In this activity, students model the wing-stroke of hummingbirds to learn the difference between hovering and flying.

Like other birds, most hummingbirds fly forward using downward strokes of their wings to get lift. But hummingbirds have the ability to hover. A hummingbird sweeps its wings mostly horizontally to hover. It rotates its wings in a figure-eight pattern which pushes air forward, backward and downward, generating lift force on both forward and back strokes of the wing. By adjusting the angle of its wings and tail, it can hover on the spot, move forward or backward or pivot to either side.

Rufous hummingbirds, which breed in British Columbia, have reached 200 strokes per second during courtship! The fast strokes of hummingbird wings push air backwards and forwards to make the h-u-u-u-m-m that we hear.

### Objectives

• Model the wing-beat pattern of a hummingbird.

### Key Questions

• How is the flight of the hummingbird the same as the flight of other birds?
• How is the flight of the hummingbird different as the flight of other birds?

### What To Do

1. Watch slow motion video of hovering.
2. Observe that hummingbirds move their wings in a horizontal figure-8 pattern.
3. Ask students to stand up and hold their arms out to space themselves.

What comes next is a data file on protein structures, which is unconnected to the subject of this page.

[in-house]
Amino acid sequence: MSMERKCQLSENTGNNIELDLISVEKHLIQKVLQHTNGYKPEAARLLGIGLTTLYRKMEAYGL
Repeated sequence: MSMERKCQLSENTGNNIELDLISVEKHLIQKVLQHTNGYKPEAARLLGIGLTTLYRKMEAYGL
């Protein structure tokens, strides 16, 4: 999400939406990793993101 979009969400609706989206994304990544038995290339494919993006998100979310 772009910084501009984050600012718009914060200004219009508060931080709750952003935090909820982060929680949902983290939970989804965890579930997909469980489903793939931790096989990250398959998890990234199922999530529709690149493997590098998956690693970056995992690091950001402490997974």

4. Slowly demonstrate hummingbird wing stroke:
• palms start facing forward, arms out to side
• move arms forward and rotate palms so they are downward at mid-stroke
• rotate palms again so they are forward again at front of forward sweep and begin to rotate upward as arms sweep back, so they are horizontal and upward at mid-stroke.
1. Ask students to start flapping their arms in a hummingbird hover stroke as fast as they can.
2. Count how many hover strokes they can do in a minute.

### Extensions

• Can you think of a machine that manoeuvres like a hummingbird?

### Other Resources

Stunning Slo-Mo Footage of Hummingbirds Hovering in Air |YouTube | Smithsonian Channel

The Surprising Secrets of Hummingbirds | YouTube| TED-ED

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